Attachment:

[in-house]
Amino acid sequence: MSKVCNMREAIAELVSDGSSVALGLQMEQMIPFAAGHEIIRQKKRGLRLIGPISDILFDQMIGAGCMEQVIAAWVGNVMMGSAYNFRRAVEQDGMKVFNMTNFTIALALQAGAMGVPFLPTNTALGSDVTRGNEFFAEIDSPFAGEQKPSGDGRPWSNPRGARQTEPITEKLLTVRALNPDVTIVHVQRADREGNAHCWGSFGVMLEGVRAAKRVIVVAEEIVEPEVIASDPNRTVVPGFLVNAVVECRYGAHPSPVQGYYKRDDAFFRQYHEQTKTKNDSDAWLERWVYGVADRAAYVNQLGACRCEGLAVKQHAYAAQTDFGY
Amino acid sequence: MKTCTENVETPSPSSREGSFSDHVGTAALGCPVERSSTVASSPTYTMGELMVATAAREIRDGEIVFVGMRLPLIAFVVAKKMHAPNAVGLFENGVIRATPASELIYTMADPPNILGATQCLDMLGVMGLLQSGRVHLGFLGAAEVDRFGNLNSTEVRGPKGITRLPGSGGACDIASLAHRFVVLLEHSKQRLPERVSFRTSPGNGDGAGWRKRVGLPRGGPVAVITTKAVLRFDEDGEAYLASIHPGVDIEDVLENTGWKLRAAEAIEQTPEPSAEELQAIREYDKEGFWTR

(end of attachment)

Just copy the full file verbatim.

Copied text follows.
[in-house]
Amino acid sequence: MSKVCNMREAIAELVSDGSSVALGLQMEQMIPFAAGHEIIRQKKRGLRLIGPISDILFDQMIGAGCMEQVIAAWVGNVMMGSAYNFRRAVEQDGMKVFNMTNFTIALALQAGAMGVPFLPTNTALGSDVTRGNEFFAEIDSPFAGEQKPSGDGRPWSNPRGARQTEPITEKLLTVRALNPDVTIVHVQRADREGNAHCWGSFGVMLEGVRAAKRVIVVAEEIVEPEVIASDPNRTVVPGFLVNAVVECRYGAHPSPVQGYYKRDDAFFRQYHEQTKTKNDSDAWLERWVYGVADRAAYVNQLGACRCEGLAVKQHAYAAQTDFGY
Amino acid sequence: MKTCTENVETPSPSSREGSFSDHVGTAALGCPVERSSTVASSPTYTMGELMVATAAREIRDGEIVFVGMRLPLIAFVVAKKMHAPNAVGLFENGVIRATPASELIYTMADPPNILGATQCLDMLGVMGLLQSGRVHLGFLGAAEVDRFGNLNSTEVRGPKGITRLPGSGGACDIASLAHRFVVLLEHSKQRLPERVSFRTSPGNGDGAGWRKRVGLPRGGPVAVITTKAVLRFDEDGEAYLASIHPGVDIEDVLENTGWKLRAAEAIEQTPEPSAEELQAIREYDKEGFWTR